Global diplomacy is working overtime to avert Russia-NATO conflict over Ukraine

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“We sent troops to Europe to defend NATO territory,” said US National Security Advisor Jake Sullivan

Moscow:

As war clouds gather over Ukraine, international diplomacy is in full swing on Monday, when French and Russian presidents meet in Moscow and German Chancellor heads to the White House to meet with US leader Joe Biden.

Also on Monday, the German, Czech, Slovak and Austrian foreign ministers were expected in Kiev, downplaying dire US warnings that Moscow was stepping up preparations for a major invasion of Ukraine.

US officials said the Kremlin had rallied 110,000 troops along the border with its pro-Western neighbor, but intelligence assessments have not determined whether President Vladimir Putin actually decided to invade.

They said Russia was on track to have a large enough force — about 150,000 troops — for a full-scale invasion by mid-February.

Such a force would be able to take the capital Kiev within 48 hours in an attack that would kill up to 50,000 civilians, 25,000 Ukrainian soldiers and 10,000 Russian soldiers and trigger a flood of refugees of up to five million people, mostly to Poland, added the officials.

In addition to the potential human cost, Ukraine fears further damage to its already struggling economy.

And if Moscow attacks Ukraine, it could face retaliation over the Nord Stream 2 pipeline, which aims to double supplies of natural gas from Russia to Germany, with Berlin threatening to block it.

Russia is demanding a guarantee from NATO that Ukraine will not join the alliance and wants the bloc to withdraw troops from member states in Eastern Europe.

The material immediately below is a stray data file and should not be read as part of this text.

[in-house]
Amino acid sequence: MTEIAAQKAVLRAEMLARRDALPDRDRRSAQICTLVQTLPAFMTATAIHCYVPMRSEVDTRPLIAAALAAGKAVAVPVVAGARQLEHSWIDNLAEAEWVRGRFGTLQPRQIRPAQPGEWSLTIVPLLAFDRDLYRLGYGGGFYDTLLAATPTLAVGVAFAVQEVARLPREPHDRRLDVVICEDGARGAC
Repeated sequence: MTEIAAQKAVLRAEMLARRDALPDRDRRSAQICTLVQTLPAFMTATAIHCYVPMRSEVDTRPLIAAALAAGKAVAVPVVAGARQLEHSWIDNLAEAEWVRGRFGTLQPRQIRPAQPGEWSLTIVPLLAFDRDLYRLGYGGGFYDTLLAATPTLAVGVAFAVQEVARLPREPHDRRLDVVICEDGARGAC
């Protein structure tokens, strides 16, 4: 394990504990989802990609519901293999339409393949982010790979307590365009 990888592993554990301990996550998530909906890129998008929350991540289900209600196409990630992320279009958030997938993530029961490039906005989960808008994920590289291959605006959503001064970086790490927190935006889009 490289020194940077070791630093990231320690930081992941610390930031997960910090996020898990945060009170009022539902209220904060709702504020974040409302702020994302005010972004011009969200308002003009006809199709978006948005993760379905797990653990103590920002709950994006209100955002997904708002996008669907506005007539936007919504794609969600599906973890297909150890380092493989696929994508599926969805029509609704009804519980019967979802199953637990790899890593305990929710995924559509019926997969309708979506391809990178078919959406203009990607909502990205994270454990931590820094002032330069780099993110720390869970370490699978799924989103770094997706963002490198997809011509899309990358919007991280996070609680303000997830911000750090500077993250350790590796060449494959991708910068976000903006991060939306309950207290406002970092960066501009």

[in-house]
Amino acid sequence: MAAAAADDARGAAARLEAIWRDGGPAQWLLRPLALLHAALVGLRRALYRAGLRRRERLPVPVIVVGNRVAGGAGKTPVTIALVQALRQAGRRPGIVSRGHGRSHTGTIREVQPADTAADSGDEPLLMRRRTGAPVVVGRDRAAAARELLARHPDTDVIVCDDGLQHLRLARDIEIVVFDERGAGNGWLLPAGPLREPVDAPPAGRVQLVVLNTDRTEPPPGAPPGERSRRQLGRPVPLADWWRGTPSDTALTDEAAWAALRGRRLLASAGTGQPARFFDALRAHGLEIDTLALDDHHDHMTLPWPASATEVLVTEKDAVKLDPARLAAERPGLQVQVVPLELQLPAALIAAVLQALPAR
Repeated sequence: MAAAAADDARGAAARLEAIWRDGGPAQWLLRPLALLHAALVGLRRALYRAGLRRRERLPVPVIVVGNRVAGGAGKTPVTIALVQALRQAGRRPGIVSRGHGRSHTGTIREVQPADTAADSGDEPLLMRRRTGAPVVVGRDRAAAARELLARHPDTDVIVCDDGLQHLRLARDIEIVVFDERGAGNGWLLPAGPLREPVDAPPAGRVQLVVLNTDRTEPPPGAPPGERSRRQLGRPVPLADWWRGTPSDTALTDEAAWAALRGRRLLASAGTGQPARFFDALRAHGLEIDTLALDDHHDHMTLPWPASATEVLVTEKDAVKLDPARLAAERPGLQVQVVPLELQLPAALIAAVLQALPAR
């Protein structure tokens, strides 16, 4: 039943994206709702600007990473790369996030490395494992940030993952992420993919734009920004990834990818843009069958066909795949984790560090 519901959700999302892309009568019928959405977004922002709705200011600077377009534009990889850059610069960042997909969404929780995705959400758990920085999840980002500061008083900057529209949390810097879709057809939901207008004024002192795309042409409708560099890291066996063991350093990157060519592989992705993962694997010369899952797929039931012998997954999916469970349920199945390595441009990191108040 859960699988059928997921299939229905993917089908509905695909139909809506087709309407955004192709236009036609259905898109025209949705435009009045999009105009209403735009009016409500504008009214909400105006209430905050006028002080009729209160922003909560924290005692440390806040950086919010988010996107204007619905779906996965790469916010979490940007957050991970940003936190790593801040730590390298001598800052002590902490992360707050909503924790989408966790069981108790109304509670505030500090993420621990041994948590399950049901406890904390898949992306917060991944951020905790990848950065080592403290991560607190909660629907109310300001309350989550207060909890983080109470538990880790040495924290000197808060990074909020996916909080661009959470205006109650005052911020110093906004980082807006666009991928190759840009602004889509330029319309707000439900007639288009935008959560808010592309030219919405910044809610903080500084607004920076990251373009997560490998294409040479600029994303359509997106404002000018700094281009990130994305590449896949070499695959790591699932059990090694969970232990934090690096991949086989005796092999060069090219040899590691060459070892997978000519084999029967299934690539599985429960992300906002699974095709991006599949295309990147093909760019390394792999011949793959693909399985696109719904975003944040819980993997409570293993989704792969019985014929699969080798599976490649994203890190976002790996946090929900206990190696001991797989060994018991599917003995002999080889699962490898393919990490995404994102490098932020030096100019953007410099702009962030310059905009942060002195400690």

“Apocalyptic Predictions”

Moscow denies that it plans to invade Ukraine, and Kiev’s Council President said the chances of a diplomatic solution to the crisis are “significantly higher than the risk of further escalation”.

Taking to Twitter, Ukrainian Foreign Minister Dmytro Kuleba tried to calm tensions by saying: “Don’t believe the apocalyptic predictions. Different capitals have different scenarios, but Ukraine is ready for any development.”

French President Emmanuel Macron, who currently holds the EU’s rotating presidency, will be in Moscow on Monday and Kiev on Tuesday to lead efforts to de-escalate the crisis.

He is expected to push ahead with a stalled peace plan for the simmering conflict with Russian-backed separatists in eastern Ukraine.

The trip will be a political gamble for Macron, who faces re-election in April.

Also on Monday, Chancellor Olaf Scholz will meet with Biden in Washington.

Biden has responded to Russia’s troop buildup by offering 3,000 American forces to bolster NATO’s eastern flank, with a group of the promised troops arriving in Poland on Sunday.

But US National Security Advisor Jake Sullivan told Fox News Sunday that Biden is “not sending forces to start a war or fight a war with Russia in Ukraine.”

“We sent troops to Europe to defend NATO territory,” he said.

Scholz said on Sunday that Berlin is ready to send additional troops to the Baltics in addition to the 500 soldiers already stationed in Lithuania as part of a NATO operation.

While he is in Washington, his Secretary of State, Annalena Baerbock, will be in Kiev for a two-day visit along with her Czech, Slovak and Austrian counterparts.

Scholtz will be in Moscow and Kiev next week for talks with Putin and Ukrainian President Volodymyr Zelenskyy.

(Except for the headline, this story was not edited by NDTV staff and was published by a syndicated feed.)

Reference-www.nach-welt.com

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